Just for starters, why are there guards in a cancer ward? Do you honestly think the cancer patients are going to rebel? I suggest the writer make that guard a doctor. It is a little more innocent then a guard walking around making sure no cancer patients head for the hills. Also, if that guard happened to me a member of the secret police it probably means the patient is a Jew. Why would they try to keep a Jew alive that can’t do anything for them? I am not able to suspend my disbelief long enough to understand the half of that.                 Also, there is no need to be a walking thesaurus. Some of the writers word choice was off and when the writer said “frantically falling over”, I wanted to punch the nearest English teacher in the face.  Was falling over not enough? I had no desire to know it happened “frantically”. Also, the use of adverbs only takes away from the rest of the story and the potential for good imagery.                 Another thing is when did a cancer patient gather up enough courage to get out of a hospital and go to a concentration camp? That seems a little off. Again, I was not able to suspend my disbelief. Maybe if the author stressed this little girl’s concern for her father a little more I would believe she would get out of her hospital bed and risk everything to see him.                 I did not mind the affection shown between the father and daughter. I was lost however through the writer’s passage of time. All of the sudden she is this famous dead writer and her brother is reading her work on a park bench. There was plenty of opportunities to make a little more sense there, yes I know you touched on her love for writing a few times, but if she had this kind of passion for the arts she could of at least been writing a poem in the cancer ward.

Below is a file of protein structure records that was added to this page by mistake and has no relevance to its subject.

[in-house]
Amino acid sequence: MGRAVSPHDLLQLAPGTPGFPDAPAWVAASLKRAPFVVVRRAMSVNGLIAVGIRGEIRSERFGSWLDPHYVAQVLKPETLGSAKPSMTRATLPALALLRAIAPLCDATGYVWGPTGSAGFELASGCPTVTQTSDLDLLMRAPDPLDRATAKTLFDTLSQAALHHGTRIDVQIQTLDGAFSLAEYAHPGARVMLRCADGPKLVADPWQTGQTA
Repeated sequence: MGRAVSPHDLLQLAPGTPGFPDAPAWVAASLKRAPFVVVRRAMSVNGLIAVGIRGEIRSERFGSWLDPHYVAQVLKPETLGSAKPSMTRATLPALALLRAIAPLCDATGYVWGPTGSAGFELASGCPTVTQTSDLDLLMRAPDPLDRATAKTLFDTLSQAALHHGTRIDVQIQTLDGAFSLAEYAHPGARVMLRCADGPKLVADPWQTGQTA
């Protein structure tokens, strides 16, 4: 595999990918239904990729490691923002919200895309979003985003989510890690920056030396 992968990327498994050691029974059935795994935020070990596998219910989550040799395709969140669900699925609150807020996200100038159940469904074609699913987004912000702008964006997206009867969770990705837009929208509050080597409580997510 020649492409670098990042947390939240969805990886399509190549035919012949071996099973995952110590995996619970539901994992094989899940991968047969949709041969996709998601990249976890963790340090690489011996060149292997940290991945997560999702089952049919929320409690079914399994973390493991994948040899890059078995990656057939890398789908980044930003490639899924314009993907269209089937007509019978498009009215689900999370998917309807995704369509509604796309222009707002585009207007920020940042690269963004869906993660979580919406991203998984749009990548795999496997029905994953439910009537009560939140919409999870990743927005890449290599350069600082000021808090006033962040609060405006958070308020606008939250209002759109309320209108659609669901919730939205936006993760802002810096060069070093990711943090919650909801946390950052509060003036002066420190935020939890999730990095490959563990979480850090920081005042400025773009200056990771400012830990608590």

on Nov. 8 2012 at 6:37 pm
MasteroftheTroll, Goose Creek, South Carolina
0 articles 0 photos 6 comments

Favorite Quote:
"Hell is other people." Jean-Paul Sartre

Somrics just went HAAAAAAMMMMM.... TWICE! bahahaha (sigh) I have no life...

on Nov. 8 2012 at 6:32 pm
MasteroftheTroll, Goose Creek, South Carolina
0 articles 0 photos 6 comments

Favorite Quote:
"Hell is other people." Jean-Paul Sartre